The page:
ATHENS, Greece -- The story going around is that softball's
place in the Olympics is in jeopardy and that the Americans made
things worse by coming to Athens and beating everyone in sight.
International Softball Foundation president Don Porter has heard
it often, but shrugs it off. He knows the people saying it aren't
the ones who matter most -- and what those folks are saying is a
lot more encouraging.
"In talking with IOC members and others that are a lot closer
to the situation, I think our sport is in good shape,'' Porter
said. "I'm optimistic.''
The softball-is-in-trouble notion began two years ago, when the
sport was among three called on the carpet by the International
Olympic Committee. Along with the federations of baseball and
modern pentathlon, softball's governing body went to a meeting in
Mexico to explain why the sport should remain in the Summer Games
But the IOC changed gears. Earlier this summer, they decided
instead to reevaluate all 28 sports, each facing the same criteria.
A vote will be taken at a general session in Singapore next July.
So, yes, softball is in a battle -- yet, technically, it's the
same one gymnastics and swimming are facing to get into the 2012
"We're very comfortable with the IOC's plan,'' Porter said.
"There are a number of (criteria) we've already met or even
When the U.S. team steamrolled through the Olympic field,
allowing just one run, some people considered it a problem. The
talent gap that seemed to have narrowed in Sydney, where the
Americans lost three straight games, was as wide as ever.
Even the runner-up Australians lamented all the advantages the
U.S. team has. It became such a hot topic that the women hailed as
the new Dream Team felt compelled to defend themselves.
"We know how great a sport softball is,'' said Laura Berg, who
has been in all three Olympic softball tournaments. "We believe
that we belong in the games. It's a disappointment that it's on the
Porter said the U.S. dominance rarely comes up in his
discussions. The main jabs are that the game isn't global enough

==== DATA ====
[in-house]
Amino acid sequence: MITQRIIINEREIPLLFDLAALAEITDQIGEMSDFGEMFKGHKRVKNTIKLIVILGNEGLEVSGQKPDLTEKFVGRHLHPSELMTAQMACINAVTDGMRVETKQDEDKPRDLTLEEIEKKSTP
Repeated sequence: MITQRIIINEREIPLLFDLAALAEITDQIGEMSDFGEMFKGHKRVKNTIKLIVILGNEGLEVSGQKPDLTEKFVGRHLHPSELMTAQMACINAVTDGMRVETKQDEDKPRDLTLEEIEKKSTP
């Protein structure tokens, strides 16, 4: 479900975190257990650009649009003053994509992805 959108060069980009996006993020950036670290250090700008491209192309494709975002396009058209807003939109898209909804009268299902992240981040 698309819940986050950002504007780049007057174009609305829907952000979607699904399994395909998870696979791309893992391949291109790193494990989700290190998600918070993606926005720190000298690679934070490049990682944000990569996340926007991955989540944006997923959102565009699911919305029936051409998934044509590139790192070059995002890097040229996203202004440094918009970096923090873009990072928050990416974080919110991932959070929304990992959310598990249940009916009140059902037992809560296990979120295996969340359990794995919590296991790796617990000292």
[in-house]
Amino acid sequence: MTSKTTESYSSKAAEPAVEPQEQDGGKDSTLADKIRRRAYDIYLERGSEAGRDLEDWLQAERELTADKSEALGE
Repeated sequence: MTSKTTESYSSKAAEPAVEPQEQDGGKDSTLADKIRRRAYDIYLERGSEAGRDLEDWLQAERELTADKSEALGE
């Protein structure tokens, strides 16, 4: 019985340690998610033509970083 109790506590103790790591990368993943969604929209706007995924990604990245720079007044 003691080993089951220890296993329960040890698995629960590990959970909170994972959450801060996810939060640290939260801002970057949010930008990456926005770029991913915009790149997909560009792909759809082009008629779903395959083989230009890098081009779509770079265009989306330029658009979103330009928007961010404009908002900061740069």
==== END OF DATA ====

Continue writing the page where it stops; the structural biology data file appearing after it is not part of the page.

and two offshoot issues: whether enough people are paying attention
and the viability of venues after the Games end.
The softball federation's response is that it is trying. The
federation sent $750,000 in equipment to more than 60 countries
last year and aims to top that this year. The group also frequently
sends coaches overseas to hold clinics and seminars.
"If we can keep it up, we'll see the level rise on the
competitive side as well as the global side,'' Porter said.
Softball also faces a perception problem. Many Europeans
consider it the female version of baseball. Europe and Africa are
the two continents where softball has made the fewest inroads --
and, in turn, has the least support within the IOC.
"What we have to do is educate them,'' Porter said.
The Olympics was the perfect opportunity. The softball
federation hosted more than three dozen IOC members and many more
heads of national organization committees. IOC president Jacques
Rogge attended the finals.
"I think he liked what he saw -- how our sport is played, how
intense it is, the competitive aspect of our athletes,'' Porter
He also likes to remind everyone that the IOC is supposed to be
adding female sports, not cutting them. Another point is that
there has never been a failed drug test in more than 20 years of
Porter knows what he's up against to keep softball in the
Olympics because he went through it all before while trying to get
softball into the Olympics in the 1996 Atlanta Games.
"We can't sit still,'' he said. "We're in competition with
other sports and with a dozen others that want to get into the
Olympic program. I know we can never take anything for granted.''